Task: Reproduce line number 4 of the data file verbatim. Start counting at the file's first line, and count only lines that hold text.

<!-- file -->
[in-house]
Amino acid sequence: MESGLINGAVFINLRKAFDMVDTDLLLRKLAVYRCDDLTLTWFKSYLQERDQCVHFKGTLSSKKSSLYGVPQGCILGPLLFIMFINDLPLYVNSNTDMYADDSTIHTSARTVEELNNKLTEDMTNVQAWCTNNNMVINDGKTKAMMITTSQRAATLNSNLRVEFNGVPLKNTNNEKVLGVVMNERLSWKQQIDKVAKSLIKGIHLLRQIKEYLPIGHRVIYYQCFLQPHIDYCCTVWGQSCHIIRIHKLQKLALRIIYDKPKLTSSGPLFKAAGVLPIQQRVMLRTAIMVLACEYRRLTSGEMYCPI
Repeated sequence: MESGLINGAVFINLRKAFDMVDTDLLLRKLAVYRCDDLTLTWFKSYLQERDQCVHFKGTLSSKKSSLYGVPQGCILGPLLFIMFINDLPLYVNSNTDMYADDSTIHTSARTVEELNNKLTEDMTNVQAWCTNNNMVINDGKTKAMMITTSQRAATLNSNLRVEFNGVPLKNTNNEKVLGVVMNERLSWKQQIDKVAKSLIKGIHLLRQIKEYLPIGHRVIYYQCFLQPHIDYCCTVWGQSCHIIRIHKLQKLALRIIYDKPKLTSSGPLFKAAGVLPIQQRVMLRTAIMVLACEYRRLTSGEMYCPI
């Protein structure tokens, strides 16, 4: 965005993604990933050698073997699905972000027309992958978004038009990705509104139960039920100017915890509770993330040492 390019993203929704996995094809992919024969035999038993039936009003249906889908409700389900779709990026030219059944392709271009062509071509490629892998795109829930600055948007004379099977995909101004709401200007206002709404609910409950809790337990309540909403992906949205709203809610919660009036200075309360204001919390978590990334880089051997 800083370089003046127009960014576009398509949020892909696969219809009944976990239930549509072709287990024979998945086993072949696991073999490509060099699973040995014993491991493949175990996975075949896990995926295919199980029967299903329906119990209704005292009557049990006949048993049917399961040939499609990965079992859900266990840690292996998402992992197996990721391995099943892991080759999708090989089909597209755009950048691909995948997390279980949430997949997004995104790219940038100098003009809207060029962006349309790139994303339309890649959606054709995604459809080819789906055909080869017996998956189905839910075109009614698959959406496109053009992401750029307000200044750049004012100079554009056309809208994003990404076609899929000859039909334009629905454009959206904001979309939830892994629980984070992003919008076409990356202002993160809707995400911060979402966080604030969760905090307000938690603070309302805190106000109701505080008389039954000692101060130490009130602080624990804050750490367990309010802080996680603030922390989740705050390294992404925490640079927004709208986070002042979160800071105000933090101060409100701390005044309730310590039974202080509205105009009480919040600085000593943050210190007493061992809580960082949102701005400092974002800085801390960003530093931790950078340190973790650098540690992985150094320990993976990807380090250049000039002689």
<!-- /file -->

């Protein structure tokens, strides 16, 4: 965005993604990933050698073997699905972000027309992958978004038009990705509104139960039920100017915890509770993330040492 390019993203929704996995094809992919024969035999038993039936009003249906889908409700389900779709990026030219059944392709271009062509071509490629892998795109829930600055948007004379099977995909101004709401200007206002709404609910409950809790337990309540909403992906949205709203809610919660009036200075309360204001919390978590990334880089051997 800083370089003046127009960014576009398509949020892909696969219809009944976990239930549509072709287990024979998945086993072949696991073999490509060099699973040995014993491991493949175990996975075949896990995926295919199980029967299903329906119990209704005292009557049990006949048993049917399961040939499609990965079992859900266990840690292996998402992992197996990721391995099943892991080759999708090989089909597209755009950048691909995948997390279980949430997949997004995104790219940038100098003009809207060029962006349309790139994303339309890649959606054709995604459809080819789906055909080869017996998956189905839910075109009614698959959406496109053009992401750029307000200044750049004012100079554009056309809208994003990404076609899929000859039909334009629905454009959206904001979309939830892994629980984070992003919008076409990356202002993160809707995400911060979402966080604030969760905090307000938690603070309302805190106000109701505080008389039954000692101060130490009130602080624990804050750490367990309010802080996680603030922390989740705050390294992404925490640079927004709208986070002042979160800071105000933090101060409100701390005044309730310590039974202080509205105009009480919040600085000593943050210190007493061992809580960082949102701005400092974002800085801390960003530093931790950078340190973790650098540690992985150094320990993976990807380090250049000039002689």